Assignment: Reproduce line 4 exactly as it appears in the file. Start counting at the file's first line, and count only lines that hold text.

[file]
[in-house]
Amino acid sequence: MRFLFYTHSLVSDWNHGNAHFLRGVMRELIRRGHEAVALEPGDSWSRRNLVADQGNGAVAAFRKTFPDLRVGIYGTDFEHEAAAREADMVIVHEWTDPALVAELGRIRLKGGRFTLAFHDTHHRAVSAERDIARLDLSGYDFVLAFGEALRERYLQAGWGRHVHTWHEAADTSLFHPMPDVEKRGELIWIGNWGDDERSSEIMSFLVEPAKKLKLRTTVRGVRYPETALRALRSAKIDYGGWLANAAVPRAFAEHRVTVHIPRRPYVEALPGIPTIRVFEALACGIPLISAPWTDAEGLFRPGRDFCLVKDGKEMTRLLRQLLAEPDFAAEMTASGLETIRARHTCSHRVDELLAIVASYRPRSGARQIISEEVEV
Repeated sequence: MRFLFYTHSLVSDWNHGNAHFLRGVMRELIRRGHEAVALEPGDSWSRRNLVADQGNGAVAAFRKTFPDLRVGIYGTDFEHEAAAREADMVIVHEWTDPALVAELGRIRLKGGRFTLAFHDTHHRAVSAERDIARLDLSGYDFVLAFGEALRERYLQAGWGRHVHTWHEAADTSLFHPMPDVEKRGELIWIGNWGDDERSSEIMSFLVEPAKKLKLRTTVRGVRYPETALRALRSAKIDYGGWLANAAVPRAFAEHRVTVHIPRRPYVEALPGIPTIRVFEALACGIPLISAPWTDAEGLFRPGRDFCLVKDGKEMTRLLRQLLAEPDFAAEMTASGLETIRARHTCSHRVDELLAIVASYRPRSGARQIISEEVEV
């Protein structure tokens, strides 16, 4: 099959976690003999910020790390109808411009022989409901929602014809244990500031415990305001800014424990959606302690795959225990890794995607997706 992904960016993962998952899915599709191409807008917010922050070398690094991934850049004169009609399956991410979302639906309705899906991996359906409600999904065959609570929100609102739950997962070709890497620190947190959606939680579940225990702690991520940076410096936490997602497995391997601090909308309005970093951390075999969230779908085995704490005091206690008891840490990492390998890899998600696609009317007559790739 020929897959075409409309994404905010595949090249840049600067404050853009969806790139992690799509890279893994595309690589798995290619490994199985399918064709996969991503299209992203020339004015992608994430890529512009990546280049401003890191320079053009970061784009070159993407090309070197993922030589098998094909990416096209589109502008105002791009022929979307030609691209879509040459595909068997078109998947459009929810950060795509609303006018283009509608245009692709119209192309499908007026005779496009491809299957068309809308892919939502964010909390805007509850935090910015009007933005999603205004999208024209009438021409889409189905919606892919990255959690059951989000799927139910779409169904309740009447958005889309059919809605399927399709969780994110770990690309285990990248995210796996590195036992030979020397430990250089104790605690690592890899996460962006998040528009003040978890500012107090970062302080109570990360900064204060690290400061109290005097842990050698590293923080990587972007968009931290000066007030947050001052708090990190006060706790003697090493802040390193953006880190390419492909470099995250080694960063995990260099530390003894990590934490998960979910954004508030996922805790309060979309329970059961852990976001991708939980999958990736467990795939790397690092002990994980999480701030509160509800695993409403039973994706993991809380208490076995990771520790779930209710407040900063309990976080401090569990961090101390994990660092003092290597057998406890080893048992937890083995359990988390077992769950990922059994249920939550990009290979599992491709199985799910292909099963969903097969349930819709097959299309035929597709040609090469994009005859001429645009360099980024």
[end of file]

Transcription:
């Protein structure tokens, strides 16, 4: 099959976690003999910020790390109808411009022989409901929602014809244990500031415990305001800014424990959606302690795959225990890794995607997706 992904960016993962998952899915599709191409807008917010922050070398690094991934850049004169009609399956991410979302639906309705899906991996359906409600999904065959609570929100609102739950997962070709890497620190947190959606939680579940225990702690991520940076410096936490997602497995391997601090909308309005970093951390075999969230779908085995704490005091206690008891840490990492390998890899998600696609009317007559790739 020929897959075409409309994404905010595949090249840049600067404050853009969806790139992690799509890279893994595309690589798995290619490994199985399918064709996969991503299209992203020339004015992608994430890529512009990546280049401003890191320079053009970061784009070159993407090309070197993922030589098998094909990416096209589109502008105002791009022929979307030609691209879509040459595909068997078109998947459009929810950060795509609303006018283009509608245009692709119209192309499908007026005779496009491809299957068309809308892919939502964010909390805007509850935090910015009007933005999603205004999208024209009438021409889409189905919606892919990255959690059951989000799927139910779409169904309740009447958005889309059919809605399927399709969780994110770990690309285990990248995210796996590195036992030979020397430990250089104790605690690592890899996460962006998040528009003040978890500012107090970062302080109570990360900064204060690290400061109290005097842990050698590293923080990587972007968009931290000066007030947050001052708090990190006060706790003697090493802040390193953006880190390419492909470099995250080694960063995990260099530390003894990590934490998960979910954004508030996922805790309060979309329970059961852990976001991708939980999958990736467990795939790397690092002990994980999480701030509160509800695993409403039973994706993991809380208490076995990771520790779930209710407040900063309990976080401090569990961090101390994990660092003092290597057998406890080893048992937890083995359990988390077992769950990922059994249920939550990009290979599992491709199985799910292909099963969903097969349930819709097959299309035929597709040609090469994009005859001429645009360099980024």